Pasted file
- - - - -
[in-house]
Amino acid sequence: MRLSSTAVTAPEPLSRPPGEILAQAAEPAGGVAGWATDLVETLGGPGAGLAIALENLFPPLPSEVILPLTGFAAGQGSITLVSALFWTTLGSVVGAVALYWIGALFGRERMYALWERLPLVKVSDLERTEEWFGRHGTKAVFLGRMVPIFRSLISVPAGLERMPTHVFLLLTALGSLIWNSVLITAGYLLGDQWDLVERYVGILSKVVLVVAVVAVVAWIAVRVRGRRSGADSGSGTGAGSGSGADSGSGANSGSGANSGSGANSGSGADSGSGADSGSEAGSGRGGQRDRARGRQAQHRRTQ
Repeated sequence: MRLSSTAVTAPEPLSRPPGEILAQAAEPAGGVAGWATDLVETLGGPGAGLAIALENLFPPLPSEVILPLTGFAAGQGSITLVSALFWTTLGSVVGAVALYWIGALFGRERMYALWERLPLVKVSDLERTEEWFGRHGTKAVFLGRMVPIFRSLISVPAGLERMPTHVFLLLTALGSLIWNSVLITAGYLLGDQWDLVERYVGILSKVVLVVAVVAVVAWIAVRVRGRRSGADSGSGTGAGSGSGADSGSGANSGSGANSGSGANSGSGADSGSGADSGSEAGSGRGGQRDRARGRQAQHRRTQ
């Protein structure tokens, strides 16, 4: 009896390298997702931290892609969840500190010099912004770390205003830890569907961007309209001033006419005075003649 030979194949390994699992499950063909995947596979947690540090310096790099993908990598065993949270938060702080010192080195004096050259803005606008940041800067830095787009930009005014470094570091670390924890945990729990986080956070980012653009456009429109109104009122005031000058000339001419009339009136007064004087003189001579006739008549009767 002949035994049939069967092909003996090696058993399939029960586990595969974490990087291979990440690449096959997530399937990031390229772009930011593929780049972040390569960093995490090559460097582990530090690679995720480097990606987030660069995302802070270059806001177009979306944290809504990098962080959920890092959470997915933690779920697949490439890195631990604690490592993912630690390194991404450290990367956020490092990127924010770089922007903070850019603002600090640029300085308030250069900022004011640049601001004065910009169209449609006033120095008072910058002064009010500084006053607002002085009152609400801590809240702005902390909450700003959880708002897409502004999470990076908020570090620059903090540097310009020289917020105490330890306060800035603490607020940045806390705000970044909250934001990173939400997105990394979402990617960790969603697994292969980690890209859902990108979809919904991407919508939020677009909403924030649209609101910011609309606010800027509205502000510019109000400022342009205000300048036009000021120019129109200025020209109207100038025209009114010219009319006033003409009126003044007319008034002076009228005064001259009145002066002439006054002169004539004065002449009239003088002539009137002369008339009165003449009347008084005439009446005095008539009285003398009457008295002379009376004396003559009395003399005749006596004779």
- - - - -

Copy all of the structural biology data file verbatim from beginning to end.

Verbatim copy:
[in-house]
Amino acid sequence: MRLSSTAVTAPEPLSRPPGEILAQAAEPAGGVAGWATDLVETLGGPGAGLAIALENLFPPLPSEVILPLTGFAAGQGSITLVSALFWTTLGSVVGAVALYWIGALFGRERMYALWERLPLVKVSDLERTEEWFGRHGTKAVFLGRMVPIFRSLISVPAGLERMPTHVFLLLTALGSLIWNSVLITAGYLLGDQWDLVERYVGILSKVVLVVAVVAVVAWIAVRVRGRRSGADSGSGTGAGSGSGADSGSGANSGSGANSGSGANSGSGADSGSGADSGSEAGSGRGGQRDRARGRQAQHRRTQ
Repeated sequence: MRLSSTAVTAPEPLSRPPGEILAQAAEPAGGVAGWATDLVETLGGPGAGLAIALENLFPPLPSEVILPLTGFAAGQGSITLVSALFWTTLGSVVGAVALYWIGALFGRERMYALWERLPLVKVSDLERTEEWFGRHGTKAVFLGRMVPIFRSLISVPAGLERMPTHVFLLLTALGSLIWNSVLITAGYLLGDQWDLVERYVGILSKVVLVVAVVAVVAWIAVRVRGRRSGADSGSGTGAGSGSGADSGSGANSGSGANSGSGANSGSGADSGSGADSGSEAGSGRGGQRDRARGRQAQHRRTQ
């Protein structure tokens, strides 16, 4: 009896390298997702931290892609969840500190010099912004770390205003830890569907961007309209001033006419005075003649 030979194949390994699992499950063909995947596979947690540090310096790099993908990598065993949270938060702080010192080195004096050259803005606008940041800067830095787009930009005014470094570091670390924890945990729990986080956070980012653009456009429109109104009122005031000058000339001419009339009136007064004087003189001579006739008549009767 002949035994049939069967092909003996090696058993399939029960586990595969974490990087291979990440690449096959997530399937990031390229772009930011593929780049972040390569960093995490090559460097582990530090690679995720480097990606987030660069995302802070270059806001177009979306944290809504990098962080959920890092959470997915933690779920697949490439890195631990604690490592993912630690390194991404450290990367956020490092990127924010770089922007903070850019603002600090640029300085308030250069900022004011640049601001004065910009169209449609006033120095008072910058002064009010500084006053607002002085009152609400801590809240702005902390909450700003959880708002897409502004999470990076908020570090620059903090540097310009020289917020105490330890306060800035603490607020940045806390705000970044909250934001990173939400997105990394979402990617960790969603697994292969980690890209859902990108979809919904991407919508939020677009909403924030649209609101910011609309606010800027509205502000510019109000400022342009205000300048036009000021120019129109200025020209109207100038025209009114010219009319006033003409009126003044007319008034002076009228005064001259009145002066002439006054002169004539004065002449009239003088002539009137002369008339009165003449009347008084005439009446005095008539009285003398009457008295002379009376004396003559009395003399005749006596004779």